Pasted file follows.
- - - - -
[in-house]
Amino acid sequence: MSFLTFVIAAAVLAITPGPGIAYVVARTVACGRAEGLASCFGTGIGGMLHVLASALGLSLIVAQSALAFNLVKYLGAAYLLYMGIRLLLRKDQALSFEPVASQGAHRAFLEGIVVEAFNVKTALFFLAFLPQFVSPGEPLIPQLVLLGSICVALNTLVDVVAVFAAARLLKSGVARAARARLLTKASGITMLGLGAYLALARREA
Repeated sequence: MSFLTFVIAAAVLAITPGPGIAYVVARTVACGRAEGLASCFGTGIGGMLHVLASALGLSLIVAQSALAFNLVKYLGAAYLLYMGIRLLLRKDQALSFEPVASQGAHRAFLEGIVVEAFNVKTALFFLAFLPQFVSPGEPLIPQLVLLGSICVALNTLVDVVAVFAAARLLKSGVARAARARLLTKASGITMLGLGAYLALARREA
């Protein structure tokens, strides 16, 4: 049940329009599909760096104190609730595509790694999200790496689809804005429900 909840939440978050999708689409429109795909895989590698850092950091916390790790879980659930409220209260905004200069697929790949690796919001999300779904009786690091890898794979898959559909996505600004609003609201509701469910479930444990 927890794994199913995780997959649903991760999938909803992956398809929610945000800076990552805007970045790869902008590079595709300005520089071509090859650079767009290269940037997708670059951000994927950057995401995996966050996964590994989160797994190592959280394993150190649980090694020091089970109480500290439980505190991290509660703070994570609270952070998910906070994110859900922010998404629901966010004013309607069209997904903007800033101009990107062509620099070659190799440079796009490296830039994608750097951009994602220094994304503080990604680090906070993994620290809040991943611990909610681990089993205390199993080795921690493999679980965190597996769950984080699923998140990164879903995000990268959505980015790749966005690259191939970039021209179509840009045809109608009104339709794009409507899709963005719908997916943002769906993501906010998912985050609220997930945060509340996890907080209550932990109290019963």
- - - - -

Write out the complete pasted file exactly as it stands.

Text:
[in-house]
Amino acid sequence: MSFLTFVIAAAVLAITPGPGIAYVVARTVACGRAEGLASCFGTGIGGMLHVLASALGLSLIVAQSALAFNLVKYLGAAYLLYMGIRLLLRKDQALSFEPVASQGAHRAFLEGIVVEAFNVKTALFFLAFLPQFVSPGEPLIPQLVLLGSICVALNTLVDVVAVFAAARLLKSGVARAARARLLTKASGITMLGLGAYLALARREA
Repeated sequence: MSFLTFVIAAAVLAITPGPGIAYVVARTVACGRAEGLASCFGTGIGGMLHVLASALGLSLIVAQSALAFNLVKYLGAAYLLYMGIRLLLRKDQALSFEPVASQGAHRAFLEGIVVEAFNVKTALFFLAFLPQFVSPGEPLIPQLVLLGSICVALNTLVDVVAVFAAARLLKSGVARAARARLLTKASGITMLGLGAYLALARREA
């Protein structure tokens, strides 16, 4: 049940329009599909760096104190609730595509790694999200790496689809804005429900 909840939440978050999708689409429109795909895989590698850092950091916390790790879980659930409220209260905004200069697929790949690796919001999300779904009786690091890898794979898959559909996505600004609003609201509701469910479930444990 927890794994199913995780997959649903991760999938909803992956398809929610945000800076990552805007970045790869902008590079595709300005520089071509090859650079767009290269940037997708670059951000994927950057995401995996966050996964590994989160797994190592959280394993150190649980090694020091089970109480500290439980505190991290509660703070994570609270952070998910906070994110859900922010998404629901966010004013309607069209997904903007800033101009990107062509620099070659190799440079796009490296830039994608750097951009994602220094994304503080990604680090906070993994620290809040991943611990909610681990089993205390199993080795921690493999679980965190597996769950984080699923998140990164879903995000990268959505980015790749966005690259191939970039021209179509840009045809109608009104339709794009409507899709963005719908997916943002769906993501906010998912985050609220997930945060509340996890907080209550932990109290019963």